How to Nullify an Adoption for an Adult

By Charline Kong
An adult may wish to nullify his adoption for many reasons.
gavel image by Cora Reed from Fotolia.com

Parents who adopt usually look forward to building a long caring relationship with their child. However, with wishes and expectations not fulfilled there are those adopted children decide to nullify their adoption when they become adults. This is often a painful decision to reach by the adopted child, who is now an adult and no longer wishes to have a relationship with his adoptive parents. As well, others may decide to nullify their adoption because they have developed an ongoing relationship with their biological parents. Either way, nullifying an adoption for an adult can be a stressful undertaking, however, having the right information to complete the process can aid in reducing the stress.

Secure the services of a practicing family law and adoption attorney. This type of attorney can guide you through the process and help you understand the laws in your state and how they can affect your particular circumstances. An attorney will also help protect your rights and aid in convincing the judge to reverse the adoption decree.

File a petition to nullify your adoption with the court. This is usually referred to as "vacation" or "annulment." Laws are quite strict when it comes to reversing an adoption. The court much be presented with very compelling reasons for an adoption to be nullified. This will include giving a detailed explanation of your particular circumstances and the nature of your relationship with your adoptive parents. An attorney will help argue the case. After filing the petition, the court will set a hearing date to determine if the nullification case can be considered.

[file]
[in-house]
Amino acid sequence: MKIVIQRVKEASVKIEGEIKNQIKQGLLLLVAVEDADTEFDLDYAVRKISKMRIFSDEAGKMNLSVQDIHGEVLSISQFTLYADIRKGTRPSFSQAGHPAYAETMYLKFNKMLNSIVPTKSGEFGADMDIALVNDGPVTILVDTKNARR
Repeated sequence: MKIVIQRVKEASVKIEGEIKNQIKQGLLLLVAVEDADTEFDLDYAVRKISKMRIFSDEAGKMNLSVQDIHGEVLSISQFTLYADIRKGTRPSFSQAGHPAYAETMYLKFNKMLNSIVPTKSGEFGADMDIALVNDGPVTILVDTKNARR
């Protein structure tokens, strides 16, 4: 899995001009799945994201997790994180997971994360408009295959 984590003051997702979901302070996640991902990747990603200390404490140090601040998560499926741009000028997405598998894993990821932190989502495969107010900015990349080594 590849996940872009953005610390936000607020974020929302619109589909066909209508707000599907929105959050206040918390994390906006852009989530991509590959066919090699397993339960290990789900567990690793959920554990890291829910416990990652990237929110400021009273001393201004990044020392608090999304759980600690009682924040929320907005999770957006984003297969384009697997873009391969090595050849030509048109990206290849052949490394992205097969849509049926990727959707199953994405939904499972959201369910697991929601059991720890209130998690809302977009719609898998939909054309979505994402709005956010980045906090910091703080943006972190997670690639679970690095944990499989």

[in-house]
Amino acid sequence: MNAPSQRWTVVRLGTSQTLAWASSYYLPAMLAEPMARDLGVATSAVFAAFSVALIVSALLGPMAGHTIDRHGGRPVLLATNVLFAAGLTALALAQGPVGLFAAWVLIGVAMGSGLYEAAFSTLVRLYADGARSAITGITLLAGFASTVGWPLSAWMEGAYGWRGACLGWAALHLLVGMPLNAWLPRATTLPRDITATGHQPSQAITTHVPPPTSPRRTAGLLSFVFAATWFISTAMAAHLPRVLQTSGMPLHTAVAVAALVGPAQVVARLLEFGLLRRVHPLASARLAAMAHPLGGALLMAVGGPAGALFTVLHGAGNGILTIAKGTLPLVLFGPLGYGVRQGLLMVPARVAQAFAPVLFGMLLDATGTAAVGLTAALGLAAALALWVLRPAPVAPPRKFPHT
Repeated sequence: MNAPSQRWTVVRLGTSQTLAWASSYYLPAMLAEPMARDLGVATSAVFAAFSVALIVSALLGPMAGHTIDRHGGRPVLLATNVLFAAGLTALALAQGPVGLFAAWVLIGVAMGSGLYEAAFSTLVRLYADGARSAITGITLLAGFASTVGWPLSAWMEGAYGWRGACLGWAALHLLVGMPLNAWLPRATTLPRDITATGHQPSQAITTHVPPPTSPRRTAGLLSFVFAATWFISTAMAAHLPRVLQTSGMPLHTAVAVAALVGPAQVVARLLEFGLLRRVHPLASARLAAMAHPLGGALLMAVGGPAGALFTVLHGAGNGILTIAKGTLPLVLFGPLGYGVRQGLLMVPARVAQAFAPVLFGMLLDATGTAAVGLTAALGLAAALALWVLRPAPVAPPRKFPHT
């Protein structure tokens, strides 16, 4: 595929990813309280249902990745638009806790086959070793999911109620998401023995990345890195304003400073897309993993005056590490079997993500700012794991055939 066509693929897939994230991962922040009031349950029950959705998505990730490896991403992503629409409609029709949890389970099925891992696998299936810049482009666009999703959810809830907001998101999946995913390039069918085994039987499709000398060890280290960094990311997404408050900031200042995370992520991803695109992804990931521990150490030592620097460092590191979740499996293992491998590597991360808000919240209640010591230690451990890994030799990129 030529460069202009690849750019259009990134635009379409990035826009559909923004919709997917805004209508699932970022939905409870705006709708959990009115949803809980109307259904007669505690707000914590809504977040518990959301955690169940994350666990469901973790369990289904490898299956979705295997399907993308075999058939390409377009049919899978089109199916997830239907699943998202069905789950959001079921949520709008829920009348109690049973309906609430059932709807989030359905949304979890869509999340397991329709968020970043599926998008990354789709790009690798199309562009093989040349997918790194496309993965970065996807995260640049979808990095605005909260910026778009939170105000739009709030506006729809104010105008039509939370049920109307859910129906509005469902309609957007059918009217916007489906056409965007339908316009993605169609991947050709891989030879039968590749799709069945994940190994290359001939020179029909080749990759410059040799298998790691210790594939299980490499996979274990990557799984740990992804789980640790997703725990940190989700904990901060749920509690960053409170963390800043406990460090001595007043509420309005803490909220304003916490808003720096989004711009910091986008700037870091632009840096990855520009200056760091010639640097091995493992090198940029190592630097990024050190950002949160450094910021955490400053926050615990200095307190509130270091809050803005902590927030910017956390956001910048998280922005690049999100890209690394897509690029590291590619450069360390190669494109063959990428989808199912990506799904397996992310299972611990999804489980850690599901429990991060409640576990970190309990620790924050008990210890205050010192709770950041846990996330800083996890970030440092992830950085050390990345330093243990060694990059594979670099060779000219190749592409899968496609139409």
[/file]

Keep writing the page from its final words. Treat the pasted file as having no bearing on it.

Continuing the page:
Secure witnesses. With the help of your attorney, witnesses will reinforce your arguments and allow the judge to better understand your reasons for reversing your adoption. If you wish to nullify your adoption because your relationship with your adoptive parents has irrevocably deteriorated, for example, you must present a family member or friend that will testify on your behalf to these circumstances.

Present the court with your original adoption documents and your consent prior to the hearing. You will also need the consent of your birth parent or parents listed on your original birth certificate if you want it to be reinstated as their child. The court hearing will result in an amendment to your original birth certificate to reflect your natural parent(s) as your parent(s), if your request is granted. The court will also modify your last name to reflect the change.

About the Author

Based in Miami, Charline Kong has been a freelance writer since 2010. She has written for various online publications with a focus on family life, travel and green living. She earned a Master of Arts in public communication from American University in Washington, D.C.